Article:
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Saturday, November 18, 2017

Dominguez confident PH ease of doing business to improve

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By Chino S. Leyco

Finance Secretary Carlos G. Dominguez III is confident that the Philippines’ ranking in the World Bank’s Ease of Doing Business report will improve in 2018 following the “disappointing” slip this year despite the nation’s improving overall score.

In an interview with reporters at the Department of Finance (DOF) headquarters last Friday, Dominguez committed that the government will work hard in inching up the Ease of Doing Business rating ladder in the coming years.

“We said that what is really important is to push the reforms that are required to improve our business. Now this is obviously an effort of the entire government — executive of course is very much involved but so is legislature, and so is the judiciary,” Dominguez said.

The finance chief also said the National Competitiveness Council (NCC) has committed to push for the reforms needed under the government’s executive branch. In the World Bank Group’s Doing Business 2018 report released last week, the Philippines’ ranking plunged 14 notches to 113th from the previous 99th spot across 190 economies.

The World Bank, however, noted the current ranking is not comparable to the one published in the Doing Business 2017 report “because of methodology refinements.” The lender also added the country improved its business regulations last year.

“In particular, the DOF is ready to undertake the Philippine business registry, which is an online system that would serve as a one stop shop for individuals and corporate entities. We want that to be fully operational by the end of this year,” Dominguez said.

Once the Philippines business registry is fully operational, Dominguez said that individuals and companies can keep track and validate records as well as register corporations and enable businesses to apply for a license online.

The business registry will eventually link the Department of Trade and Industry, the Bureau of Customs, Social Security System, Philippine Health Insurance Corp., Home Development Mutual Fund, and local government units nationwide, the finance chief assured.

“This registry will help streamline frontline government services by doing away with the repetitious process of applicants, having to fill up those forms and submitting them to the different agencies,” Dominguez said.

He also added that the government is improving the Philippines business data bank, which is a repository of information of all business enterprises in the country.

“In other words basically we are going to computerize so that the ease of doing business is in fact cheap. This will also speed up the procurement process as the public will have access to the Philippines business data bank,” Dominguez said.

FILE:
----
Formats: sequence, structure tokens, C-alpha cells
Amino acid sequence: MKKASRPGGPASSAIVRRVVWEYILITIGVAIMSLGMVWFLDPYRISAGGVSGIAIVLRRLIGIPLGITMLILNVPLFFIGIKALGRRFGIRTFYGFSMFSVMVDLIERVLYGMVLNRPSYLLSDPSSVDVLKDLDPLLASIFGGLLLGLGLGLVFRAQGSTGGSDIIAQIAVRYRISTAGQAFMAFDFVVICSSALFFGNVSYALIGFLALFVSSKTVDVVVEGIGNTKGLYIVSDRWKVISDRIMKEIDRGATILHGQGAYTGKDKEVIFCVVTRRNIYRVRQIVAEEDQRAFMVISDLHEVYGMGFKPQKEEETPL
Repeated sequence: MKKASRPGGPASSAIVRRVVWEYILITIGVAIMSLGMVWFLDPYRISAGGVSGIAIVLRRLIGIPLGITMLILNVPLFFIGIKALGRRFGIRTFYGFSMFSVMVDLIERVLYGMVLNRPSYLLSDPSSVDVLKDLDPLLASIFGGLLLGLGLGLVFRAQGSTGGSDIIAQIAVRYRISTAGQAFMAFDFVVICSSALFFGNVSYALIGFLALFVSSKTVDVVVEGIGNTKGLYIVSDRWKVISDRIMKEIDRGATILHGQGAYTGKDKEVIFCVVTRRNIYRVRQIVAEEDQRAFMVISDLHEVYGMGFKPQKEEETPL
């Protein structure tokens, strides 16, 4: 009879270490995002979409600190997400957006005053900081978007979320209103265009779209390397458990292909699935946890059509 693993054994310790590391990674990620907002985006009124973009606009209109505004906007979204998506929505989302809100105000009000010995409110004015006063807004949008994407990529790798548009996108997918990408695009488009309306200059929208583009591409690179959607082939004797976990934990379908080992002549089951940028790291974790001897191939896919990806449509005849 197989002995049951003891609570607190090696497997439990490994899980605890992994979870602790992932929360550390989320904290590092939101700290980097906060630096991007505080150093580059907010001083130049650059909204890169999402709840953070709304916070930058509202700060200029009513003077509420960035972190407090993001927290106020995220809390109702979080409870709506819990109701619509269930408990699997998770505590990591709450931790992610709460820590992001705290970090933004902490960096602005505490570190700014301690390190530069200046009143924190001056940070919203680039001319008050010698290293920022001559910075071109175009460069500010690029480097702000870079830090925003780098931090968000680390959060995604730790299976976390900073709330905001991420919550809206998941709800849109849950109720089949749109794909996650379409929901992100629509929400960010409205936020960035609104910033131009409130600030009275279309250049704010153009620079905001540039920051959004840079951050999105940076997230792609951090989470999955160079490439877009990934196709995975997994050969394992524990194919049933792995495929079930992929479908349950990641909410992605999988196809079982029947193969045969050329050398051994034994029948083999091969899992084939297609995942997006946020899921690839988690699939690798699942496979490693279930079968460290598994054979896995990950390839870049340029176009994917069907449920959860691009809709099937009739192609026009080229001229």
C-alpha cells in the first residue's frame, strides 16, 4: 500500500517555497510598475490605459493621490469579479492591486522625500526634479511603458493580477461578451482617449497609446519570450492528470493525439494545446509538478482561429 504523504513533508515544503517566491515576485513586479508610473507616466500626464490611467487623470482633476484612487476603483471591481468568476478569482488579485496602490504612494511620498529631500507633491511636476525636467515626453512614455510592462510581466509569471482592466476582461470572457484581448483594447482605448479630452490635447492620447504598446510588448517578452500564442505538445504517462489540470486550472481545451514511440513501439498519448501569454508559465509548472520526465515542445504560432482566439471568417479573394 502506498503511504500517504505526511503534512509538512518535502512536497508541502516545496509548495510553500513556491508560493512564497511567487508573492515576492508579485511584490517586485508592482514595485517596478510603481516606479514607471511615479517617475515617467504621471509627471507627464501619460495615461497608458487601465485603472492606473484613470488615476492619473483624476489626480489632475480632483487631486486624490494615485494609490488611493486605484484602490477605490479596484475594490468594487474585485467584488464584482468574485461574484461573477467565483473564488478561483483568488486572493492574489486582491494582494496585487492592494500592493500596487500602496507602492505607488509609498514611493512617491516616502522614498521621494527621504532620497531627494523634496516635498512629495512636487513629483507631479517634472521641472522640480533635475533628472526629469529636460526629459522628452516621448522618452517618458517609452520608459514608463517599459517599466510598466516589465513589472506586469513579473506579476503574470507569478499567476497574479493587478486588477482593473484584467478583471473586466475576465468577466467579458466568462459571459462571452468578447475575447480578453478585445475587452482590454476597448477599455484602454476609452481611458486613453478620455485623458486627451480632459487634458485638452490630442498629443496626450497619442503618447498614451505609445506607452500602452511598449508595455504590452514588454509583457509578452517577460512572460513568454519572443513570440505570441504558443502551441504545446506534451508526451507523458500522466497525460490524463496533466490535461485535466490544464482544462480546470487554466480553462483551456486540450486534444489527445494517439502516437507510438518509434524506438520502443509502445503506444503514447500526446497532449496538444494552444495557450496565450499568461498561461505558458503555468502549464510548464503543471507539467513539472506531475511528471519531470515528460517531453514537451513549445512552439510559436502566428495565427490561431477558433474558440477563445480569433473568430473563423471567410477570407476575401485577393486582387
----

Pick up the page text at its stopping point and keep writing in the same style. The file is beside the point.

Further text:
The official added the government will adopt the single-window approach where businesses will only have to submit all documents to one government representative or office which will handle all related processes from there.

“We have the national single window which will be launched on December 30, using the TradeNet platform to automate the import and export application processes,” Dominguez said.

Asked if he is confident that the Philippines’ ranking would improve next year, Dominguez responded affirmatively, noting that in “next year’s reform, you will see improvements.”

“I think this survey, in a way, serves to focus the attention of the people on what the NCC is really doing,” Dominguez said.

Asked if he was surprised that the country slipped 14 notches in the latest World Bank report, Dominguez said “well disappointed is the more appropriate term because you can have a nice surprise, but you cannot have a nice disappointment.”

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  • kapuh

    DOMINGUEZ has been one of the proponents of the following accomplishments:
    1. Inflation Rate 1.4% in May 2016, its 3.74% now → up by 2.3%
    2. Foreign Direct Investment in q2 2016 at $1.44 billion, its $144 million q2 2017. → down 91%
    3. Peso to Dollar: Php 45.00/dollar in May 2016, now almost Php 52/dollar.
    Peso purchasing power down 16%. We need Php 7.00 more per liter of imported fuel.
    4. We have the 1st DEFIIT Economy in 15 years!
    5. Level of Outstanding Debt is now Php 6.44 Trillion from Php 3.754 Trillion in May 2016.
    This doesn’t include the $89.9 billion from China with 6% per annum interest.
    6. Price of Diesel from Php22/liter to Php34/liter today and in Jan. 2018, plus excise tax of 6.74/liter (imposed under the tax reform package) = Php 40,74/liter
    7. CREDIT WORTHINESS: from 2010-2016 we received 4 credit upgrades from both Moody and Standard & Poor while NOW, we slid 14 places backward in business climate rating. (#99 to #113) among 190 countries.
    8. Criminal Impunity Index. We ranked #14 in 2015 now we are #1 at 74.3% (from bad to worst)
    9. MRT/LRT Status; Used to be – it breaks down 3 to 4 times per week. NOW its 3 times a day. (worse to worst)
    10. FOREIGN RESERVES: from 2014 to 2016, all time high. It’s almost depleted now due to high credit rating and service fees, inflation up and peso tumbling down.